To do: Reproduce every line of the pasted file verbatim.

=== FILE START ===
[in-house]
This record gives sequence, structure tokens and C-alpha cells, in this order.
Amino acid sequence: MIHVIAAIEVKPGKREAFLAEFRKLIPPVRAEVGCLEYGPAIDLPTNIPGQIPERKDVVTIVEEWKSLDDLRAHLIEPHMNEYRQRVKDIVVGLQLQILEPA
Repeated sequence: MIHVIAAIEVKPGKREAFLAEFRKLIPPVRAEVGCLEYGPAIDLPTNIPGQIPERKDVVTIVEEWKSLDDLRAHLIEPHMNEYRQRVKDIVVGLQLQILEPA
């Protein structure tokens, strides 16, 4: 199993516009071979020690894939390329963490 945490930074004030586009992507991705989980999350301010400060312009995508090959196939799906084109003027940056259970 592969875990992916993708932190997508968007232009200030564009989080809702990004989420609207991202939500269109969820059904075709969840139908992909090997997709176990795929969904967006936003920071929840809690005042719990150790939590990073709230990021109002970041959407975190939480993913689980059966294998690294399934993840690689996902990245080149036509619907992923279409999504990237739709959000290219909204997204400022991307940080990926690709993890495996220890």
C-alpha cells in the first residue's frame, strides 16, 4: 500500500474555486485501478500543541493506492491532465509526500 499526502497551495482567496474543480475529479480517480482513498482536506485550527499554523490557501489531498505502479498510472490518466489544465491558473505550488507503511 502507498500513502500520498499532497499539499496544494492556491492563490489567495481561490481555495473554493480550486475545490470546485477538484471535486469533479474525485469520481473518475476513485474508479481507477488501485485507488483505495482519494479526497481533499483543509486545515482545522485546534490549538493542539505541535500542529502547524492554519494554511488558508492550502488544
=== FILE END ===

[in-house]
This record gives sequence, structure tokens and C-alpha cells, in this order.
Amino acid sequence: MIHVIAAIEVKPGKREAFLAEFRKLIPPVRAEVGCLEYGPAIDLPTNIPGQIPERKDVVTIVEEWKSLDDLRAHLIEPHMNEYRQRVKDIVVGLQLQILEPA
Repeated sequence: MIHVIAAIEVKPGKREAFLAEFRKLIPPVRAEVGCLEYGPAIDLPTNIPGQIPERKDVVTIVEEWKSLDDLRAHLIEPHMNEYRQRVKDIVVGLQLQILEPA
């Protein structure tokens, strides 16, 4: 199993516009071979020690894939390329963490 945490930074004030586009992507991705989980999350301010400060312009995508090959196939799906084109003027940056259970 592969875990992916993708932190997508968007232009200030564009989080809702990004989420609207991202939500269109969820059904075709969840139908992909090997997709176990795929969904967006936003920071929840809690005042719990150790939590990073709230990021109002970041959407975190939480993913689980059966294998690294399934993840690689996902990245080149036509619907992923279409999504990237739709959000290219909204997204400022991307940080990926690709993890495996220890």
C-alpha cells in the first residue's frame, strides 16, 4: 500500500474555486485501478500543541493506492491532465509526500 499526502497551495482567496474543480475529479480517480482513498482536506485550527499554523490557501489531498505502479498510472490518466489544465491558473505550488507503511 502507498500513502500520498499532497499539499496544494492556491492563490489567495481561490481555495473554493480550486475545490470546485477538484471535486469533479474525485469520481473518475476513485474508479481507477488501485485507488483505495482519494479526497481533499483543509486545515482545522485546534490549538493542539505541535500542529502547524492554519494554511488558508492550502488544